CLEVELAND (92.3 the Fan) – The players converged, the fireworks fired off, and the 27th out had been made. The Indians topped the Reds, 3-2.
Then clichés rained down harder on the home team and their crowd than the precipitation that delayed the game for 121 minutes.
Forever a “game of inches,” a gorgeous 3-6-3 double play was turned by Carlos Santana and Francisco Lindor to end the game was reviewed, showing speedster Billy Hamilton was indeed safe at the bag by a fraction of a second.
Despite the first angle of replay being as conclusive as any close play in baseball can be, the replay took an unnecessary two-minutes and 57 seconds. Cody Allen continued to throw warmup pitches, but between the two hours of rain delay time and the near-three minute review, he was put in a tougher spot than he had already created for himself.
“That was something we were kind of talking about,” Manager Terry Francona said. “It’s kind of hard once you think the game’s over, you kind of let your emotion go. If there’s anybody that I would trust to reel it back in, it’s Cody. But I think that is a tough one. On one hand, there was time, because it took him awhile, but it’s hard on anybody, I think Cody probably the hardest.”
Allen was unwilling to say that the delay changed the game, but did admit that it was something that caused him to have to adjust.
“Obviously you think it’s over right there, but once they challenge it you’ve kind of got to take a step back and get ready just in case, and I was ready,” he said. “I’m not going to say Zack Cosart got a hit because of that. He hit a pretty good pitch. That’s part of baseball.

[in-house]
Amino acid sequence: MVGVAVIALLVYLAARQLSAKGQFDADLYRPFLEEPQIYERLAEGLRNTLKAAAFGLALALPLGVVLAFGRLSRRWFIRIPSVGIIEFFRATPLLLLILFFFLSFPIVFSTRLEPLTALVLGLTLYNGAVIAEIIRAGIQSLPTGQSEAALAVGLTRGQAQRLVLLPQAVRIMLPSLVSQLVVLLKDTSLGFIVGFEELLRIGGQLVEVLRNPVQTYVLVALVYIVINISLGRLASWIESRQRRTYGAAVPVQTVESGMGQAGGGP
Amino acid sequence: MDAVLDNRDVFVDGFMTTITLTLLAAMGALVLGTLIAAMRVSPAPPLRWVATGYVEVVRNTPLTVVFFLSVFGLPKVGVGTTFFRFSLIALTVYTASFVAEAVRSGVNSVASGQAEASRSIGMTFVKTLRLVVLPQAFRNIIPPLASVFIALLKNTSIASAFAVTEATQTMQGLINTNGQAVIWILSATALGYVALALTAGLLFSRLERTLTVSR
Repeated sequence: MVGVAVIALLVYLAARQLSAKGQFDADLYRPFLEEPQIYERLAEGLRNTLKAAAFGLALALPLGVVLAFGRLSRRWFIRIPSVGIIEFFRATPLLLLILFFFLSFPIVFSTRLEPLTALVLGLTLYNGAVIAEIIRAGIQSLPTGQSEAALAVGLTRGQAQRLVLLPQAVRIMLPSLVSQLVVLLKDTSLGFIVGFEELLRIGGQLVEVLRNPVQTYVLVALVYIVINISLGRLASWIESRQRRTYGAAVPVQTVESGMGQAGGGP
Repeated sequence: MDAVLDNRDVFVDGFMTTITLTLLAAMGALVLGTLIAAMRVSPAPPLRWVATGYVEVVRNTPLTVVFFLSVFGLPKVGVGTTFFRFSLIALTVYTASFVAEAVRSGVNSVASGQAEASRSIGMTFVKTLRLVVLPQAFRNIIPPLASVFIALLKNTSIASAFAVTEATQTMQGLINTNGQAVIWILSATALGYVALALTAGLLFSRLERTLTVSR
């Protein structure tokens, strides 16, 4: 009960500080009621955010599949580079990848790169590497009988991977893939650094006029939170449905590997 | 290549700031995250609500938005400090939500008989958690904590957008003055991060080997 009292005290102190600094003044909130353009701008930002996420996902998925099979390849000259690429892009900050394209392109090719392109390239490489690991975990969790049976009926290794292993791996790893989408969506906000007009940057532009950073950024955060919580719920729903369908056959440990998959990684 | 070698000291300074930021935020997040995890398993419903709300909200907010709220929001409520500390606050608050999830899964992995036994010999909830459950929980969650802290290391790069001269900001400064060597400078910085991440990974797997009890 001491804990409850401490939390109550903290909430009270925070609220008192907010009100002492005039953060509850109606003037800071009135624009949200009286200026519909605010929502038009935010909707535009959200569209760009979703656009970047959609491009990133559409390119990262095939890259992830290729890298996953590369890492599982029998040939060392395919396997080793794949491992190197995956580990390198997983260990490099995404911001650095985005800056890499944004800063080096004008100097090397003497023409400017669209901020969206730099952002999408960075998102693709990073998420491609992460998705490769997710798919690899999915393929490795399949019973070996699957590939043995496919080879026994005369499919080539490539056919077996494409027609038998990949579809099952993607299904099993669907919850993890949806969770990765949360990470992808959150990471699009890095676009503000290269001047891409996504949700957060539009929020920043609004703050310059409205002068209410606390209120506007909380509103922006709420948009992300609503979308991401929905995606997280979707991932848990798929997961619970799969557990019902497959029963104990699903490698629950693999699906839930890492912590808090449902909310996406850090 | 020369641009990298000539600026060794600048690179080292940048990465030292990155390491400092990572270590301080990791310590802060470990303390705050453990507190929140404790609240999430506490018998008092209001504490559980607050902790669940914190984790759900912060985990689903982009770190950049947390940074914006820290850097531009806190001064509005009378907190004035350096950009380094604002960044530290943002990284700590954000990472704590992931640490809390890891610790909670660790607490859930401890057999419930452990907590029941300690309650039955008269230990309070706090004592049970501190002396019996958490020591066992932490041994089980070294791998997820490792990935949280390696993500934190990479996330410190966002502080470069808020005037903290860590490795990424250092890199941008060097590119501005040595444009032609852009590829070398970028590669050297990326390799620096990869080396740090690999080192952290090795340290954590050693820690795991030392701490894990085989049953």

“Up until we saw it, I thought he was out. I mean a guy like that is going to make any play close. But they got the call right, he was safe. That’s why the rule is there. If that was us on the other side, we would want that.”
Carlos’s New Tool
The double-play to end the game that was not ended up being just a forgotten piece of the performance Carlos Santana turned in on Wednesday. Driving in the team’s only three runs on three extra-base hits, Santana also added more clips to his growing defensive highlight reel.
Twice in the contest, Santana wheeled on a sacrifice bunt to throw out the lead runner, first on a bunt from Hamilton in the 7th, then on a Jose Peraza bunt attempt in the 9th.
He did make an error on a routine grounder in the 5th, but the throwing plays have become commonplace with Santana playing at first base, and Francona says the converted catcher’s willingness to even try to make a play is part of what makes him so good.
“Everybody has different skill sets. Some guys are really good catching the ball, some guys are tentative to throw. Sometimes that’s why they’re at first,” the manager said. “Carlos’ arm has never been in question. But his ability, I think he’s playing with some confidence, maybe more than he used to, because you have to have that to even attempt to make a play.”
Santana has begun to make those plays habitual, potentially limiting the opposition’s ability to play small ball, at least down the first-base line. The 31-year old says that despite how seldom the opportunity presents itself, he will be ready.
“I’m prepared. I prepare for every situation,” he said. “That’s why I come early to the field and prepare and take ground balls. For that, for that situation. It’s really important for me and all the infielders, and we’re prepared for whatever situation in the game.”
His manager was willing to dwell on the play that he didn’t complete, technically speaking, because of what it took to even make the play close.
“That was as good (of) a potential double play turn as you’re ever going to see,” Francona said. “To have a chance to get him – and it was bang-bang as they get – Carlos was quick, he was accurate, he was strong and then Frankie came flying across. Carlos made a couple, he made an error, but man he was active over there. Charging on the bunt, being aggressive, getting a force out, he was all over the place tonight.”